Tourism could grow to $150 billion industry by 2030

Cairns Cairns QLD my nrma local guides
Cairns Cairns QLD my nrma local guides

Wednesday August 8, 2018: The NRMA today launched its new tourism report outlining the huge economic potential of tourism in Australia.

According to the NRMA’s Are We There Yet? report, the tourism sector has the potential to grow visitor nights in Australia to one billion by 2029-30 and contribute $150 billion to the national economy.

It also recommends focusing on growing tourism to the regions, which could contribute $62 billion in overnight visitor expenditure by 2030.

The NRMA is one of Australia’s major tourism and transport operators and Australia’s second largest owner and operator of holiday parks. The NRMA has over $800 million in assets across hotels, holiday parks, travel and car hire services.

The mutual owns Thrifty Car Rentals, Manly Fast Ferries, Travelodge, Hotel Kurrajong and over 40 Holiday Parks across six states. NRMA has also committed $10 million to an electric vehicle charging network to help the next generation of travellers explore regional Australia.

The organisation has made a strategic pillar to grow its services to Members in transport and tourism and has focused on championing the benefits of regional tourism as a way to encourage Australians to holiday locally and also to boost regional economies.

Tourism has been identified as one of the five super growth industries, with the sector employing more than half-a-million people. That’s more than agriculture, mining and finance sectors.

In 2009, an aspirational growth target of growing overnight visitor expenditure to $140 billion by 2020 was set. With three years left to reach the target, the NRMA has implored policy makers to consider if enough has been done to drive tourism.

NRMA CEO, Rohan Lund said the company saw great investment potential in the tourism industry
“The NRMA has a long and proud history in tourism and this role will only expand in the future. We see the sector as a strategic priority for the organisation and will use our balance sheet and voice to champion the economic and social benefits that domestic tourism offers the economy,” Mr Lund said.

“The potential for growth in tourism – and the economic benefits to the nation – are substantial. This report outlines what is needed from Government and industry in order to achieve that growth.”

“The challenges facing the sector today stem from Australians preferring to travel overseas and also cost of living pressures forcing many families to cut back on holidays and leisure spending.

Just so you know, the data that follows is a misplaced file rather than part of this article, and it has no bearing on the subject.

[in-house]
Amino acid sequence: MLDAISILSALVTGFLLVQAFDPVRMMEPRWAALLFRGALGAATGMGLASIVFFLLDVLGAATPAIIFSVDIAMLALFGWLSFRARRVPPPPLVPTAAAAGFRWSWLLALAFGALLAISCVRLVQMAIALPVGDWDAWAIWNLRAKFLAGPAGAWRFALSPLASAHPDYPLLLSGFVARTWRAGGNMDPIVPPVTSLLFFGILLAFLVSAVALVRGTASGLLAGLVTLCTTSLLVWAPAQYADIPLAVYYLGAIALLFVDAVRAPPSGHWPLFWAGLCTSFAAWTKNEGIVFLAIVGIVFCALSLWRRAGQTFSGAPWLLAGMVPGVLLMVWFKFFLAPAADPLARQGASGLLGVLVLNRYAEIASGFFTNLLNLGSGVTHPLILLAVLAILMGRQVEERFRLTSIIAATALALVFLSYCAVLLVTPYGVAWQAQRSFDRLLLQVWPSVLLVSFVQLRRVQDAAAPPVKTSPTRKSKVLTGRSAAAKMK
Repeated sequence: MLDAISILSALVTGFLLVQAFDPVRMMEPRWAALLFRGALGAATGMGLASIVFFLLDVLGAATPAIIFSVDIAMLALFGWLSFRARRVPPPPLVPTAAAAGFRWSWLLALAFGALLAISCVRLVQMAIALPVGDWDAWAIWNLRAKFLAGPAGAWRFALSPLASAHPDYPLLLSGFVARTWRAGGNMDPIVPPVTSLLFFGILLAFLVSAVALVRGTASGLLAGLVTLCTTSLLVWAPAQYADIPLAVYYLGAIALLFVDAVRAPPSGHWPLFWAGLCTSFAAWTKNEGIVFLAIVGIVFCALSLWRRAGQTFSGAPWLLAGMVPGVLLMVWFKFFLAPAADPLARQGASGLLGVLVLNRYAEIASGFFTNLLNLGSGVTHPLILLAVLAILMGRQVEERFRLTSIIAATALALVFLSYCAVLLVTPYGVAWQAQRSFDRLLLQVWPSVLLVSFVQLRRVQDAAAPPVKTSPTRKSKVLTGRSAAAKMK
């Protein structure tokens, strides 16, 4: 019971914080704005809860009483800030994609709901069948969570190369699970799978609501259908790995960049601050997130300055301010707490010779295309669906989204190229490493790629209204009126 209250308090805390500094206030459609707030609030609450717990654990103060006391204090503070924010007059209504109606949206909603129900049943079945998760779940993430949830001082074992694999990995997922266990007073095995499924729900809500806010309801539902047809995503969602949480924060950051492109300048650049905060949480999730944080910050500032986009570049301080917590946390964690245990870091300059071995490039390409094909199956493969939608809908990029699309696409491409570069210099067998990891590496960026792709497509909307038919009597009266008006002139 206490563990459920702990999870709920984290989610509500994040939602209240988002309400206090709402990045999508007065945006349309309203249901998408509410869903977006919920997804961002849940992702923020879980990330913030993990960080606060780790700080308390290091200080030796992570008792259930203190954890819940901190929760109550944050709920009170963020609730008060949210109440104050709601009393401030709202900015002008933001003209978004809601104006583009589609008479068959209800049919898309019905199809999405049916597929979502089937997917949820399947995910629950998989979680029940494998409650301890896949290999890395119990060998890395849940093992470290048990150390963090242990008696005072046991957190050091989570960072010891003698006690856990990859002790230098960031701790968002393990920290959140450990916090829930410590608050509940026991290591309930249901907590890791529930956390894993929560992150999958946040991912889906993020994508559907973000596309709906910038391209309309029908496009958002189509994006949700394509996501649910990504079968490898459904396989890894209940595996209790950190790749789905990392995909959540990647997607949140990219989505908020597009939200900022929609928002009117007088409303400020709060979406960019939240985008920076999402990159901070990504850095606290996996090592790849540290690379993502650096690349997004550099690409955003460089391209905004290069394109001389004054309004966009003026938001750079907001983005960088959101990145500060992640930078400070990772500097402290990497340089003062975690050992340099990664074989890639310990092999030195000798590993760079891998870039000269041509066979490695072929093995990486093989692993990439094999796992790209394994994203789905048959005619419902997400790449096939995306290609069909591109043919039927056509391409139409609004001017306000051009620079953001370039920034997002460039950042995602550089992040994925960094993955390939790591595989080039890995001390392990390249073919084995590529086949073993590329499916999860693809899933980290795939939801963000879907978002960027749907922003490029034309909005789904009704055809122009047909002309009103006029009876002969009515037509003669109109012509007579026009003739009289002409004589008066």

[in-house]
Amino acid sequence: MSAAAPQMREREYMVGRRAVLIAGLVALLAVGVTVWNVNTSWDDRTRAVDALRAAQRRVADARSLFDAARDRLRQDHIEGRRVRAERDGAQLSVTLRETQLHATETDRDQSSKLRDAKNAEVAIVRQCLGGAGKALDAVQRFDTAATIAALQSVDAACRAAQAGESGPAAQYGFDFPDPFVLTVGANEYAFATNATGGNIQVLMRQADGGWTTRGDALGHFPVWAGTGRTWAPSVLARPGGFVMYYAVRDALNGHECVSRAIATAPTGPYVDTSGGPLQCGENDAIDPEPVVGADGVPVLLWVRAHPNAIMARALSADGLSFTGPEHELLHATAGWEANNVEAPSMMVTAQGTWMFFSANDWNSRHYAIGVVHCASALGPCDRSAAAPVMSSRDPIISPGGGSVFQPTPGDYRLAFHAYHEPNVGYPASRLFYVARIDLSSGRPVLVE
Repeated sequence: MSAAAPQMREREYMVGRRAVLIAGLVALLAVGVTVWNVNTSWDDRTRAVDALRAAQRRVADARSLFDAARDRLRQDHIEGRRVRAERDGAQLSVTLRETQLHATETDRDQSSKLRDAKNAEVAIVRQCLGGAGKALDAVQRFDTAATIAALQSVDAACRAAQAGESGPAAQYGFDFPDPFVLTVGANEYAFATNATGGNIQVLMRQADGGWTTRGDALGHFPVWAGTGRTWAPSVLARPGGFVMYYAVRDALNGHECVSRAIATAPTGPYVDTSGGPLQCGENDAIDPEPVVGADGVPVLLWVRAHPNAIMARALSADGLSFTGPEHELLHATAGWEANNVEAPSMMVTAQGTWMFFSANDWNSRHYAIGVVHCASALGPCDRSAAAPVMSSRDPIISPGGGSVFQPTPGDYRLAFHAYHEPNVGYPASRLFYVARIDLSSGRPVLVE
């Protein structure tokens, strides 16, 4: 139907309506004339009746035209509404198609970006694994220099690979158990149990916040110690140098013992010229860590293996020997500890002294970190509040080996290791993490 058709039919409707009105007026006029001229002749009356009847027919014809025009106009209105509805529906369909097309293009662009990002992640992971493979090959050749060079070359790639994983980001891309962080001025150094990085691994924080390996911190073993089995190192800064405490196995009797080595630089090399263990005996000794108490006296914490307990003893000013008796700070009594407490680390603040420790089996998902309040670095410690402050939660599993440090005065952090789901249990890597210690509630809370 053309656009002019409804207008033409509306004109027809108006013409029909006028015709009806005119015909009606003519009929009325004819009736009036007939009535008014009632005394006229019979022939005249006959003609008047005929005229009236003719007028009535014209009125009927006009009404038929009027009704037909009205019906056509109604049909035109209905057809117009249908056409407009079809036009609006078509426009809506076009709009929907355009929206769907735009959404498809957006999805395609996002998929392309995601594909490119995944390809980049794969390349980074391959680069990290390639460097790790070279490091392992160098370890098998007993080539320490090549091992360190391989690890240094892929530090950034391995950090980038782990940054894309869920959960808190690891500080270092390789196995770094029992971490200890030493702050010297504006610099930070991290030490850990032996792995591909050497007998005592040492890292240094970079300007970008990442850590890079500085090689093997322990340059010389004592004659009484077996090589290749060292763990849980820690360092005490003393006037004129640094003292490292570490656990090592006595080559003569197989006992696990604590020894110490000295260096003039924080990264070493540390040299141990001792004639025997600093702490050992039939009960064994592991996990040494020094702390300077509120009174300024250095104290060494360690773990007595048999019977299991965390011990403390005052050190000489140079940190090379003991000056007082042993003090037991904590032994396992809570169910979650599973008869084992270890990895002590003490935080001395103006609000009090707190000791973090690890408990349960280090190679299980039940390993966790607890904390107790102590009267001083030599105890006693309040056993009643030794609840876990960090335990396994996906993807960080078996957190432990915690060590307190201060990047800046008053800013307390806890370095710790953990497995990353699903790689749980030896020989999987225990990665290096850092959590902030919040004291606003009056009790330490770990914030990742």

“It is well within the nation’s capacity to tackle these challenges if industry and government work together. We need to be proactive and plan now.

“Regional tourism is at the heart of our business, particularly our holiday parks. We do well when regional Australia thrives. Regional Australia needs to be top of mind when planning the country’s next tourism strategy and targets.”

The NRMA has listed five priority areas to grow the visitor economy:

  • What gets measured gets done: Establish a Tourism 2030 Industry Potential Target, set regional growth targets and re-establish visitor economy taskforces.
  • Inspire Journeys: Support new ways to bring nature-based tourism to market, reform regional tourism grants, develop state based cruise strategies and establish a target to grow regional events.
  • Aid Discovery: Develop tourism and transport strategies in each state, transition signage to one consistent colour, develop investment strategy for digital wayfinding and progress a national program to improve rest stops.
  • Create meaningful engagement: Encourage vocational training in tourism, review recent changes to skilled migration visas and expand empowerment programs to support regional tourism.
  • Live like a local: Encourage technology-based programs that link visitors with local communities and support indigenous employment and business mentoring.

While International visitors spend 12 times more than the average Australian, domestic tourism is still the nation’s major breadwinner. In 2016-17, tourism expenditure in local communities totalled $110 billion, with 75 per cent generated by Australians travelling domestically.

Domestic travellers make the biggest contribution to regional tourism spending $47 billion – representing 89 per cent of visitor expenditure in regional Australia.

Driving, caravanning and camping holidays have remained popular, with self-drive holidays representing 86 per cent of all domestic trips.